Many homes in Appalachia sitll heat with coal.

Of course, there will an investigation as to what happened in Sago, West Virginia; and that particular mining corporation has a history of breaking regulations. But the fact remains that young, and not so young, men and women will continue to go down into those mines. Unions cannot create utopia.

My guess is that these men who died went into the mines the day after a federal holiday so that they could earn their pay for the holiday. Most blue-collar jobs require that one works the day after the holiday, or else forfeit pay for the day off. Most of white-collar America has no clue of the realities which blue-collar workers have to deal with.

At 1/04/2006 6:31 PM, Blogger Always On Watch said...

Iran Watch,
Here's how to post a link in the comments section...

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Don't use any commas.

There's probably a shorter way, but I don't know it! Maybe another commenter will show both of us a shorter way.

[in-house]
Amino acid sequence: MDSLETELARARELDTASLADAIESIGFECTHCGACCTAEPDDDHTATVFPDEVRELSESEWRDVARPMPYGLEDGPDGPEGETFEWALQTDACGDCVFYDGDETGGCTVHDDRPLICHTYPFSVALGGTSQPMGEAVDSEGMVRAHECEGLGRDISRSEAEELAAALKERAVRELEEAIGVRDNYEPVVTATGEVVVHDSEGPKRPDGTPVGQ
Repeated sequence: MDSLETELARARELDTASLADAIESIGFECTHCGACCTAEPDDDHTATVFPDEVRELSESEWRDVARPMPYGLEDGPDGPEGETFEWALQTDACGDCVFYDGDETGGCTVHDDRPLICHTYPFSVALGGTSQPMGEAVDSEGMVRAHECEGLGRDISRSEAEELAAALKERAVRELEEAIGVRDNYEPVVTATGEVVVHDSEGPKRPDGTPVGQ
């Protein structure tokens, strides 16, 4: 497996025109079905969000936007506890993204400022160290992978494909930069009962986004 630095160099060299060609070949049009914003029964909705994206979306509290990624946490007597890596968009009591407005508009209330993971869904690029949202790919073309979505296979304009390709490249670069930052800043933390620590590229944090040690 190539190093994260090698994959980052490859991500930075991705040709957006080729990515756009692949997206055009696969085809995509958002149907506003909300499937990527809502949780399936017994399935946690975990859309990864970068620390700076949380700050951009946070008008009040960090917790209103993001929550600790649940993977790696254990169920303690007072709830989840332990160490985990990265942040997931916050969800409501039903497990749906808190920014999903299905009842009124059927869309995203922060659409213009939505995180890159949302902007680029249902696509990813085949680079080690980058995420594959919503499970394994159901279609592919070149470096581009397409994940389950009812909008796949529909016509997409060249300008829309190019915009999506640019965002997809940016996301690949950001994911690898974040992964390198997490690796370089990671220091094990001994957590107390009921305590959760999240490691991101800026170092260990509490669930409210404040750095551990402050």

I've created this one, which goes to your site, by using the above method. Just takes a bit of practice.

If you don't get the hang of it, send me an email (Click on "View My Complete Profile" in the upper right sidebar) or post a comment ahywhere on my site (I get email notification of all comments posted to my site).

At 1/05/2006 5:53 AM, Blogger beakerkin said...

Can we say malfeasence in journalism. This is what happens when professionalism is cast to the side.

At 1/05/2006 6:59 AM, Blogger Always On Watch said...

How many mining families would relocate to safer working conditions?

That's a good question. The coal miners in West Virginia and Kentucky are very clannish and take a certain pride in family tradition, i.e., working in the mines, which I've also mentioned as the economic reality for many. Many leave, of course, but I don't see that willingness in the majority of them. Due to the terrain in those two states, there hasn't been much development; contrast that lack of development in those two states with Pennsylvania's steel industry. Many in both Kentucky and West Virginia put meat on the table by hunting deer and bear.